The Supreme Court ruled Thursday that it is not permissible to order tracking of the cellphone of a soldier who filed a sexual assault lawsuit against a policeman, overturning a decision by a lower court.
In March, the Central District Court in Lod authorized the police officer, who accepted a plea deal with respect to the assault, to obtain an order to track the soldier’s phone for a period of 18 months.
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The officer wanted to prove that the soldier regularly left her home after the assaults in a bid to disprove her claim that his assault caused her to become agoraphobic. In its ruling, the Supreme Court said that “the invasion of the plaintiff’s privacy that the order permits does not justify the issuance of the order. The sweeping nature of the order evokes a sense of inappropriate ‘predatory behavior’, in search of one piece of information or another, while severely infringing on her privacy, which should not be compromised.”
Supreme Court Justice Yael Willner criticized the District Court’s decision to issue the tracking order, and the lengthy period of its validity.
“There are various alternatives for proving the defendant’s claim regarding the degree of the plaintiff’s disability,” the judge’s ruling reads, “The breadth of the tracking order contravenes the imperative to limit the disturbance caused to the plaintiff (the solider) to the absolute minimum. Justice Willner further writes that the location data included in the tracking order is spread “over 18 full months, day and night, without any distinction between specific dates,” in respect of which the police officer claimed that the soldier stayed in one place or another.
The case began in February 2017, when an indictment was filed against a 50-year-old police officer alleging that he had committed serious sexual offenses against a female soldier. She accused the officer of raping her and of other indecent acts in a police car near a checkpoint in the West Bank. Subsequently, the Justice Ministry unit that investigates police misconduct reached a plea bargain with the officer according to which he was convicted of indecent act by force, fraud, and breach of trust. He was sentenced to 19 months in prison.
In 2018, the soldier, together with her mother, filed a civil lawsuit against the police officer in the Lod District Court. The soldier claimed that the sexual assault caused her a disability that prevented her from leaving the house. A medical opinion was attached to the lawsuit demonstrating that his actions led her to lock herself in her room and that she had to be accompanied by a family member on her rare exits from the house.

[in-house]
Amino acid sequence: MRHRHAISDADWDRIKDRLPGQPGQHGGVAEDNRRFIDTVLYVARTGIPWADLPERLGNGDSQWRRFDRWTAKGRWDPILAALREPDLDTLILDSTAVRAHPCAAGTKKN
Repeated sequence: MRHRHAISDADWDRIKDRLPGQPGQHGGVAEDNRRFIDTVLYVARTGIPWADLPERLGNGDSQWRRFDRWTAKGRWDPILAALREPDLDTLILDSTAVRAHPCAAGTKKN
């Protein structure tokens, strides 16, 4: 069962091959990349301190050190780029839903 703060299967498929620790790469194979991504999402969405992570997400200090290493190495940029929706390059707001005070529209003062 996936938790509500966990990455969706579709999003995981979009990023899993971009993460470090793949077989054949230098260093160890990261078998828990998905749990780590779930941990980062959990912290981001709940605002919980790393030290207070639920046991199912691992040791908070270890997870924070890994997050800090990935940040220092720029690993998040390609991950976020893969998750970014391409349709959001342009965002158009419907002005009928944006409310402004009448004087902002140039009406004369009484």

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For his part, the officer, who was fired from the police, claimed that there was no connection between the sexual assault and the harm caused to the female soldier. He asked for the tracking order in order to prove that she still left the house, even after he had assaulted her.
Initially, Judge Irit Cohen of the Lod District Court asked the police officer to withdraw his request for a tracking order. Last March, however, she issued the order, permitting the mobile phone company to provide the officer with the location data of the soldier’s mobile phone on the grounds that “this may contribute to clarifying the facts relevant to the lawsuit.” The order, which is issued in civil proceedings only in very exceptional cases and for a limited period of time, was applicable for 18 months, between the years 2017 and 2019.
Following the decision, the soldier’s lawyer, Abraham Aloya, filed a request for leave to appeal to the Supreme Court, which overturned the District Court’s decision.
Justice Willner’s opinion, supported by Justices David Mintz and Yitzhak Amit, said: "It is difficult to abide by such a sweeping order, even in criminal proceedings when the sexual assault victim’s interests come up against the right of the accused to defend themselves and the overarching search for truth."
Aloya stated: “This is a matter of principle. The question arises whether there is room to issue a tracking order in civil proceedings and certainly in such a case where the order is requested by the person who violently sexually assaulted the plaintiff.”
Aloya added that “the ruling was very difficult for the victim. Her condition deteriorated further because she felt completely helpless. The very fact that the court issued a tracking order that was disproportionate in scope, especially to her attacker, led her to the awful conclusion that she had no one to rely on and that she could not get a fair result in the courts. “